As Western consciousness seems to race faster toward irrationality, the moment has arrived to make real change in the world. Tomorrow has come and gone, we need major transformations and we need them yesterday. Academics and intellectuals choose their road in order to be active participants in the changing of the world, not passive, contemplative viewers to its passing. We all want to leave a mark, and we are some of the privileged few with the opportunity to do just that. As those on the front line of knowledge development, we have a crucial responsibility: If we don’t change the discursive shape of knowledge itself, who will? If we’re not working toward transcending the damaging contradictions that we’re afforded the perspective to comprehend, how can we expect anyone else to? The process will take a long time to see through, but it has to start somewhere. We must assume this obligation to maintain the integrity of our leadership roles in our various communities, by moulding young minds, by pushing knowledge and understanding to new places. We have to push further. One of the primary ways we create new knowledge is through research, and affect offers the potential for all kinds of compelling research that gives voice to new people, as well as new ideas. We admire and appreciate this kind of work. But too much research can be seen as creating terrain for its own sake. We know the problems we face collectively are very real, so research and knowledge production need to be directed to address them properly. ← 2 | 3 →

Affect is perfectly situated to provide a means of expanding research and the knowledge it produces by challenging the conventions that produce it. As Brian Massumi wrote: “The process is real, if not entirely rational.”1 Affect exists beyond the constructions and impositions we create for ourselves in our own minds, both individually and collectively. In this way affect provides ample space for a research alternative, a new territory waiting to be claimed, charted, and to many, conquered. But that notion in itself betrays the flaw of a certain positivist-influenced mind-set, as none of these are possible. Affect cannot be claimed, because the process of claiming changes its character. It cannot be charted because the process of charting would change its shape. It cannot be conquered because it exists and operates in a different order than the structures that attempt to contain it.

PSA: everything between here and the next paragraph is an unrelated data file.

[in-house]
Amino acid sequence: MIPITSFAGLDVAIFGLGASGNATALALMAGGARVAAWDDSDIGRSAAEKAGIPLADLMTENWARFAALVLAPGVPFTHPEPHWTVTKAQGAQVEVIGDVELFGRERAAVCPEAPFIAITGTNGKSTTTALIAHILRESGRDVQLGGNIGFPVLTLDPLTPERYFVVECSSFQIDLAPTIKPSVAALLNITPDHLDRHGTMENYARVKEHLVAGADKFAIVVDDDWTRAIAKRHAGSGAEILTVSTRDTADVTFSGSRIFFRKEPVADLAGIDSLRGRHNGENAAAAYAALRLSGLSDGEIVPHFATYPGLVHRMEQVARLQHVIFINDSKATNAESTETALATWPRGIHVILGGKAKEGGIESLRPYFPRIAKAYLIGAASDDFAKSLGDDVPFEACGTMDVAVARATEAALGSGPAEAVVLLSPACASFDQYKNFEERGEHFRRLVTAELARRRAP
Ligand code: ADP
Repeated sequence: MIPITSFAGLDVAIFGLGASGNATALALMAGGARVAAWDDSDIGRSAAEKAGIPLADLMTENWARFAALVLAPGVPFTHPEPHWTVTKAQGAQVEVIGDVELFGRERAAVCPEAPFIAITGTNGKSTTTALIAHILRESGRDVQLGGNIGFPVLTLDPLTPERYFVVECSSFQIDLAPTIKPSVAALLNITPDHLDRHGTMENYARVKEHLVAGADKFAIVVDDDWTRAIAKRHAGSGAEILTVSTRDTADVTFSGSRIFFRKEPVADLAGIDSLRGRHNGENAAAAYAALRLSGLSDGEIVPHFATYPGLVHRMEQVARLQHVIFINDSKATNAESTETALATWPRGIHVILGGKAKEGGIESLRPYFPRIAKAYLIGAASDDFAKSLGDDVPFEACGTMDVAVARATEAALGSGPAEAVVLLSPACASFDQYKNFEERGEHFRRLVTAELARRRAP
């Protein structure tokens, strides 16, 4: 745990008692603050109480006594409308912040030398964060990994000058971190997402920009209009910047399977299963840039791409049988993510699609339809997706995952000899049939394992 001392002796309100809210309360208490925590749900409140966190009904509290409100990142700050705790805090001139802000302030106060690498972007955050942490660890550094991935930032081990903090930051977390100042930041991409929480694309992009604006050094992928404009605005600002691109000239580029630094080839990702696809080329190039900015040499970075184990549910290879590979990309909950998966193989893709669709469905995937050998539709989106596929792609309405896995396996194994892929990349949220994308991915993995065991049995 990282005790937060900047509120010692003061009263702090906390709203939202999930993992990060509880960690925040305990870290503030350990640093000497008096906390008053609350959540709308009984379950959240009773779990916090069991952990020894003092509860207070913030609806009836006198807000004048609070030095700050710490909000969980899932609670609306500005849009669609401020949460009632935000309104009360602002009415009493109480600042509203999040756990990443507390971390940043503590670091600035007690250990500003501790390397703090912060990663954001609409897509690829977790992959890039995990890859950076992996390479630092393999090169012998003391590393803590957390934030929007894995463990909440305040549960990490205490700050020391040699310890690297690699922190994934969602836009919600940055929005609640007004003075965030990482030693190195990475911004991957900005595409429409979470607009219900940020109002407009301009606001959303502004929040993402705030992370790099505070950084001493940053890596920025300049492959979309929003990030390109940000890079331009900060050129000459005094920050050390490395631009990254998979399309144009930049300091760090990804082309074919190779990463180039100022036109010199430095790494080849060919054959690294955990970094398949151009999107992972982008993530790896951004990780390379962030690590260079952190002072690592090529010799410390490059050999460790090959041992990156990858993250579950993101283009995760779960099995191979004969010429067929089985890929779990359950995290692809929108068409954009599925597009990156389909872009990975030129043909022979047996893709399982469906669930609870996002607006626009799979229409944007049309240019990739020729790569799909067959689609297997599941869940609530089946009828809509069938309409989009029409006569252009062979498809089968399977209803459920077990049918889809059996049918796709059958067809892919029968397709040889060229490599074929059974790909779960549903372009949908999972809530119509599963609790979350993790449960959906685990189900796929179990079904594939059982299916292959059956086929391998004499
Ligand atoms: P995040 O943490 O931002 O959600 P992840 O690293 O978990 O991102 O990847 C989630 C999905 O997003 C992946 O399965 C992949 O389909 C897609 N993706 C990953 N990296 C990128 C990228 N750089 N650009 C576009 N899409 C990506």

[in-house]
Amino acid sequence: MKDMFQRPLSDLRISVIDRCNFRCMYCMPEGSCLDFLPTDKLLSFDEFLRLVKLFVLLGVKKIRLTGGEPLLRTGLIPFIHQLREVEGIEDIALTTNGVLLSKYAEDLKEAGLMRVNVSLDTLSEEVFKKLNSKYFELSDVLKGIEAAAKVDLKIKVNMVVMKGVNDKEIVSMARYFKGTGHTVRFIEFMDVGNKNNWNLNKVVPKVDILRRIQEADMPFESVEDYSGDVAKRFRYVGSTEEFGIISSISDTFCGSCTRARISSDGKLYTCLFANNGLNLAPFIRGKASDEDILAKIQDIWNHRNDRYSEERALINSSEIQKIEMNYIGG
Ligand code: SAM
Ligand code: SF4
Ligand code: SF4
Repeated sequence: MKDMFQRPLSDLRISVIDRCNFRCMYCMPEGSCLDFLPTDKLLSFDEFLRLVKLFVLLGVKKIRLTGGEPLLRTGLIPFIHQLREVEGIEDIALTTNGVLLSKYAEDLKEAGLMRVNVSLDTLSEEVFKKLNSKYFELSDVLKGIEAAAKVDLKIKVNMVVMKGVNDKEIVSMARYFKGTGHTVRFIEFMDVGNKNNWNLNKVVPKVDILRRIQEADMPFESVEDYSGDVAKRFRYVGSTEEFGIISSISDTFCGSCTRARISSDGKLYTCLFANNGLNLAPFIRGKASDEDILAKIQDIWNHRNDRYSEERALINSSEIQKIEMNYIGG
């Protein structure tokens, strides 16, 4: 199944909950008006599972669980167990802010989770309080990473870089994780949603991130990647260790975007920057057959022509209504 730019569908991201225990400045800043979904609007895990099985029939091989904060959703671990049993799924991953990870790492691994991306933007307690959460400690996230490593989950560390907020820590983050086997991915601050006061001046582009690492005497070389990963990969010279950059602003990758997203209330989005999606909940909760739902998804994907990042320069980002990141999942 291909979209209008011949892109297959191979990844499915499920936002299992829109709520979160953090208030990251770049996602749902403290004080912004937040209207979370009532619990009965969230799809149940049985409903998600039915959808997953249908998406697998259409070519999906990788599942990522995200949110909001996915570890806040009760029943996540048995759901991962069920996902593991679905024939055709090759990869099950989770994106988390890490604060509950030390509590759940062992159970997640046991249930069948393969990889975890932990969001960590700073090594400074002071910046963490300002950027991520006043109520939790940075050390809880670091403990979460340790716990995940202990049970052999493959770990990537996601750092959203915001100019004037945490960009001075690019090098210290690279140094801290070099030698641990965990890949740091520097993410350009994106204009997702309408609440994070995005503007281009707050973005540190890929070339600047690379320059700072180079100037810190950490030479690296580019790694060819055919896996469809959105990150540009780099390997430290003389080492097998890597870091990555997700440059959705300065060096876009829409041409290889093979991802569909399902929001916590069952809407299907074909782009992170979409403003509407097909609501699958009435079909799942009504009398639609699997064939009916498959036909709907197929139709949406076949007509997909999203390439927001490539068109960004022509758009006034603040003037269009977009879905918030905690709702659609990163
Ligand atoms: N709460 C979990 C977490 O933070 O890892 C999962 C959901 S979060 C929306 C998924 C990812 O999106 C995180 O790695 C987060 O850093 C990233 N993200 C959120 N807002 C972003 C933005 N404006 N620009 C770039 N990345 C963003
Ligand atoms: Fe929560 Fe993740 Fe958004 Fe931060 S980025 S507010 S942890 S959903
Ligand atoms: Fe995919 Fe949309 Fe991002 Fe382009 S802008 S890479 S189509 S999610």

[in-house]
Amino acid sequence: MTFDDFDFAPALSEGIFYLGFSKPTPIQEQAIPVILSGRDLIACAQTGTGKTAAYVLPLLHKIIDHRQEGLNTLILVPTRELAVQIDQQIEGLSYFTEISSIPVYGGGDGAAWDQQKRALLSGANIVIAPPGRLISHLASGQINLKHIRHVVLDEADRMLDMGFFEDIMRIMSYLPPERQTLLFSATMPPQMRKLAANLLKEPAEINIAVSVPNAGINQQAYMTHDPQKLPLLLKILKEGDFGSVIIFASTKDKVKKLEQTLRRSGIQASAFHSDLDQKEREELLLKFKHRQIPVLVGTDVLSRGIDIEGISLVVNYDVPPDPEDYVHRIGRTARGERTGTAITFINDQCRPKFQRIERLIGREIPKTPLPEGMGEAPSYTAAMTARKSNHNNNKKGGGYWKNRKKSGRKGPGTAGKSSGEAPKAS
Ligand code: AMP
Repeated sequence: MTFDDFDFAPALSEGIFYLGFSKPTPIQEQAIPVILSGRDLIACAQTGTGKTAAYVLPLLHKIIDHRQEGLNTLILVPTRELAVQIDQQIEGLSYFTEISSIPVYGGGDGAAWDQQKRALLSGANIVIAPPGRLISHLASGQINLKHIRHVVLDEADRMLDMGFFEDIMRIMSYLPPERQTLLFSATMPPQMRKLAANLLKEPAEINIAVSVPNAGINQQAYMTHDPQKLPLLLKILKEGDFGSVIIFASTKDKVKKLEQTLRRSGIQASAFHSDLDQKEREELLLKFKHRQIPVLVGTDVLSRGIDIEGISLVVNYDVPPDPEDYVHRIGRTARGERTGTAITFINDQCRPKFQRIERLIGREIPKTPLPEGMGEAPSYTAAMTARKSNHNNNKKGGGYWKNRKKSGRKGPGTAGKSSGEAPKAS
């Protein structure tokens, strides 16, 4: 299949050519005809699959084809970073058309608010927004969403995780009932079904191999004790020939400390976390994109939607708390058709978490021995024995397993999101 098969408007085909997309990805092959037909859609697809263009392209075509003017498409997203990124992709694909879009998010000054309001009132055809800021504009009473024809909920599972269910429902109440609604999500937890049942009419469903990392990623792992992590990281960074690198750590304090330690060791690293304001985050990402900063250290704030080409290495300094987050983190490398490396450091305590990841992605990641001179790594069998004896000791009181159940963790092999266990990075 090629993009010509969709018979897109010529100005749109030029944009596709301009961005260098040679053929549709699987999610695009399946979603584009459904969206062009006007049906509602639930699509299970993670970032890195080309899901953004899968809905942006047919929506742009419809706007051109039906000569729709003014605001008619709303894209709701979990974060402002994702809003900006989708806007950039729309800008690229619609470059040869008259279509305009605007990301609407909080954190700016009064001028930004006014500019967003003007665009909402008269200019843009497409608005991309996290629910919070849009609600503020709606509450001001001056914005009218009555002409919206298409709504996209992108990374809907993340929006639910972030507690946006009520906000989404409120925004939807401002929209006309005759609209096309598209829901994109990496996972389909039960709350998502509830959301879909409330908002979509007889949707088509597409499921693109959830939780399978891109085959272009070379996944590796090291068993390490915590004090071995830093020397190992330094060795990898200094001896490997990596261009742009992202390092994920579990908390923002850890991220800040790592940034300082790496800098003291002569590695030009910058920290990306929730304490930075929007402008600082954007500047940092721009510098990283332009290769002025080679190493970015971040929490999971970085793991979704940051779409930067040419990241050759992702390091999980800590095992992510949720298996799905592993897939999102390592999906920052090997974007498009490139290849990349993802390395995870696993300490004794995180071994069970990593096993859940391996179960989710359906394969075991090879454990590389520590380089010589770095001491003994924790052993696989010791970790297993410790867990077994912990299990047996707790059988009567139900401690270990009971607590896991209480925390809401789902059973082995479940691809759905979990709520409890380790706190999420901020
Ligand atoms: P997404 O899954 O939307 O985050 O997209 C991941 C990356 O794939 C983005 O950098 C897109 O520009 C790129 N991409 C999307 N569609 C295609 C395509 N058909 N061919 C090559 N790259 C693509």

For research purposes affect is mostly new territory, and maneuvering through it requires both the blazing of new trails, and the retracing of old ones. As researchers we must contend with paths that lead nowhere and a range of potentially dangerous traps in order to pay proper tribute to its study. Traditional methods and modes of reasoning will not work for affect. Applying existing models of research are ultimately limited and flawed; they are instruments too tainted by the logic of capitalism. Research needs a reset, not a complete reconstruction but a recalibration based on new priorities. Since affect fundamentally challenges what we know about the universe we inhabit, we need a type of research with commensurate capabilities: research that pushes limits and challenges preconceptions about what research is, what research can be, and what research can do. Affect can illuminate a new path of perception that can help with this process, but not through its capture, through its creation. Affects compel action; their resonance results in the formation of something new in the universe, something substantive, the stuff dreams are made of. We see the substance of affect as action whose constitution is not only ripe for research but action that can also be directed toward a higher level of perception for both researchers and participants.


XIV, 218
ISBN (Hardcover)
ISBN (Softcover)
Publication date
2016 (August)
critical theory affect theory Critical Qualitative Research situationism experimental methods
New York, Bern, Berlin, Bruxelles, Frankfurt am Main, Oxford, Wien, 2016. XIV, 218 pp.

Biographical notes

Peter Zuurbier (Author) Frédérik Lesage (Author)

Peter Zuurbier is a Ph.D. student in the School of Communication at Simon Fraser University in Vancouver, Canada. Frédérik Lesage is Assistant Professor in the School of Communication at Simon Fraser University in Vancouver, Canada.


Title: Masamune’s Blade